Healthy Monday: Working Out May be Making Us Fat Because 41% ‘reward’ Self with Junk Food after the Gym!
“Healthy Monday is our way of kicking off the week with useful health tips, information or news put together by our team of Health Consultants.”
In an age when everyone is trying to stay fit and trim, it might come as a surprise that the result of a new research claims that exercise is in fact what is stopping us shedding those extra weight!
The survey conducted by the Weightloss and Health Institute (WHI) asked over 1000 Australians to share whether their exercise and weight loss methods had proven effective. Over half of those who participated in the research admitted that although they exercise, they can’t seem to attain their weight loss goals.
The biggest factor the WHI found that was leading to unattainable weight loss goals was the direct link between strenuous exercise and the need to ‘reward’ or ‘treat’ yourself after your workout.
Results also found that those who solely exercised to lose weight would disregard their diet – with 53 per cent admitting they actually eat more after exercising and 41 per cent rewarding themselves with sugary treats after.
Leading Australian weight loss coach Geoff Jowett says this ‘reward system’ is one of the most common reasons why exercise is leading to weight gain.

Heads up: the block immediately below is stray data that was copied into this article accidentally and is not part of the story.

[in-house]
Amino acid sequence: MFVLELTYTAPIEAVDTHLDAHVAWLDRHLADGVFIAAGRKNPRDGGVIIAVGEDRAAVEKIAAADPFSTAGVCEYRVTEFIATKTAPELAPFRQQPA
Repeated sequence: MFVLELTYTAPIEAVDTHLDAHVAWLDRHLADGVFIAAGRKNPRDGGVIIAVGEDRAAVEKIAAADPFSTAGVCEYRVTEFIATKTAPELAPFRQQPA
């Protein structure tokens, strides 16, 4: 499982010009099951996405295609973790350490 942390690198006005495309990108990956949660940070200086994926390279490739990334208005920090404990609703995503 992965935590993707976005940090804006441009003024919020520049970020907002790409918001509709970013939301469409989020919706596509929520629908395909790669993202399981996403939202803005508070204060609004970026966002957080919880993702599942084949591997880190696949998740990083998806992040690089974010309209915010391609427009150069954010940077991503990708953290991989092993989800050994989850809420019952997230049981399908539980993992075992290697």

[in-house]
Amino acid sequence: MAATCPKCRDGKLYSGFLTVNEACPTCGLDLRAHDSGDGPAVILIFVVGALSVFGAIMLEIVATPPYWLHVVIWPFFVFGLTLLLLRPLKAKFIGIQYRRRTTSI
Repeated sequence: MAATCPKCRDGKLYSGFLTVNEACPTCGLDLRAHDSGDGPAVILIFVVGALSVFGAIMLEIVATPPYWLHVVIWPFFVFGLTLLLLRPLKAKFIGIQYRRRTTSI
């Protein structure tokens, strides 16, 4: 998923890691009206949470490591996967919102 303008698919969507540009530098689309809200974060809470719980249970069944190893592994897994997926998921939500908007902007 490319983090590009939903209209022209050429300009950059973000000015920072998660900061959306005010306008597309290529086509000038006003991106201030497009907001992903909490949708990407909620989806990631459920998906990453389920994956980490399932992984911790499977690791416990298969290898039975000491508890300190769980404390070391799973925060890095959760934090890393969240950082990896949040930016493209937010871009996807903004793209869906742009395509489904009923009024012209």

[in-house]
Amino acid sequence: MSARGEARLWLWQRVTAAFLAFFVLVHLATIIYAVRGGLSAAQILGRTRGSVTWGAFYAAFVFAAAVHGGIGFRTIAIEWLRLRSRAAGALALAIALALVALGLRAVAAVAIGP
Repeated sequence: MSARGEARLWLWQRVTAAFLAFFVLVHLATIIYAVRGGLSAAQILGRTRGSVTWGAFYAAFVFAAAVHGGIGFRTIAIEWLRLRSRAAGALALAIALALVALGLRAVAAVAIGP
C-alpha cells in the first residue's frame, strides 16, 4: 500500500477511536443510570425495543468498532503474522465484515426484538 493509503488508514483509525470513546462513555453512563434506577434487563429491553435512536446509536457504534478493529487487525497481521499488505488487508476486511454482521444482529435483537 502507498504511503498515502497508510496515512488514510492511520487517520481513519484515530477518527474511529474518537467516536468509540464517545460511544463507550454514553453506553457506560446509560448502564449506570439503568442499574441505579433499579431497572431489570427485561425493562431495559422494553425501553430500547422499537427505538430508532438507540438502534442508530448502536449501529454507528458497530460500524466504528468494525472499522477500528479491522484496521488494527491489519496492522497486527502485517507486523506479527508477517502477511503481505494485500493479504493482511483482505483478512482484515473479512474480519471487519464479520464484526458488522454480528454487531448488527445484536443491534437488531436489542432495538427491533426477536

‘It’s been found that statistically if women participate in strenuous exercise they are likely to reward themselves after with something sweet,’ says Jowett.
‘What happens is they will do a Cross Fit class then go and eat a piece of cake because they think they deserve it. Which means you can become fit and fat at the same time,’ he said.
Another study conducted by Arizona State University also recently found similar results when they studied the effects of aerobic exercise on overweight women. The researchers asked 81 women who had a sedentary lifestyle to participate in a 12 week aerobic exercise program involving three treadmill sessions a week. They were also asked not to alter their diet.
The end result found that while the participants were more fit after twelve weeks of being in the program, they also were fatter! There was no noticeable weight loss among the group and almost 70 per cent of the women had piled on some fat mass during the program.
Jowett says the important thing to note is that fitness and weight loss are different ball games. He believes it’s a 80/20 ratio with 80 per cent being about what we eat and 20 per cent exercise.
The solution Jowett recommends is to separate fitness and weight loss. Address the weight issue first by taking steps towards healthy eating and then also adopt a simple 10,000 step a day approach.
Have a healthy week!